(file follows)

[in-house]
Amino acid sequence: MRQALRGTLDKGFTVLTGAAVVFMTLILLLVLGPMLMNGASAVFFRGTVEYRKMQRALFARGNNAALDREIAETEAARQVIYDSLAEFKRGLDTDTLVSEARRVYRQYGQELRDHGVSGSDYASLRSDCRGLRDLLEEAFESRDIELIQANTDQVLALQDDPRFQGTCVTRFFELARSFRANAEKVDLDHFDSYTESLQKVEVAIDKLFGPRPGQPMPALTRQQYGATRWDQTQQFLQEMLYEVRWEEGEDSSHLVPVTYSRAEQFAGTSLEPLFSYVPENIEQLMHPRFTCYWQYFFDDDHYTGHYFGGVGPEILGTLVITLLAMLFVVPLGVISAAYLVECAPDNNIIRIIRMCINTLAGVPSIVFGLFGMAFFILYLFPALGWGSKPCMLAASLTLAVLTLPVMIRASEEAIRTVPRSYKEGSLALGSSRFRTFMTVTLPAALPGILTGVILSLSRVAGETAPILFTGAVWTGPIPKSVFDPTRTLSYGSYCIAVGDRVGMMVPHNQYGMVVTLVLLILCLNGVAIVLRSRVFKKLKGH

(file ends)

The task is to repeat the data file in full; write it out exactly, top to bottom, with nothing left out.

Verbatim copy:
[in-house]
Amino acid sequence: MRQALRGTLDKGFTVLTGAAVVFMTLILLLVLGPMLMNGASAVFFRGTVEYRKMQRALFARGNNAALDREIAETEAARQVIYDSLAEFKRGLDTDTLVSEARRVYRQYGQELRDHGVSGSDYASLRSDCRGLRDLLEEAFESRDIELIQANTDQVLALQDDPRFQGTCVTRFFELARSFRANAEKVDLDHFDSYTESLQKVEVAIDKLFGPRPGQPMPALTRQQYGATRWDQTQQFLQEMLYEVRWEEGEDSSHLVPVTYSRAEQFAGTSLEPLFSYVPENIEQLMHPRFTCYWQYFFDDDHYTGHYFGGVGPEILGTLVITLLAMLFVVPLGVISAAYLVECAPDNNIIRIIRMCINTLAGVPSIVFGLFGMAFFILYLFPALGWGSKPCMLAASLTLAVLTLPVMIRASEEAIRTVPRSYKEGSLALGSSRFRTFMTVTLPAALPGILTGVILSLSRVAGETAPILFTGAVWTGPIPKSVFDPTRTLSYGSYCIAVGDRVGMMVPHNQYGMVVTLVLLILCLNGVAIVLRSRVFKKLKGH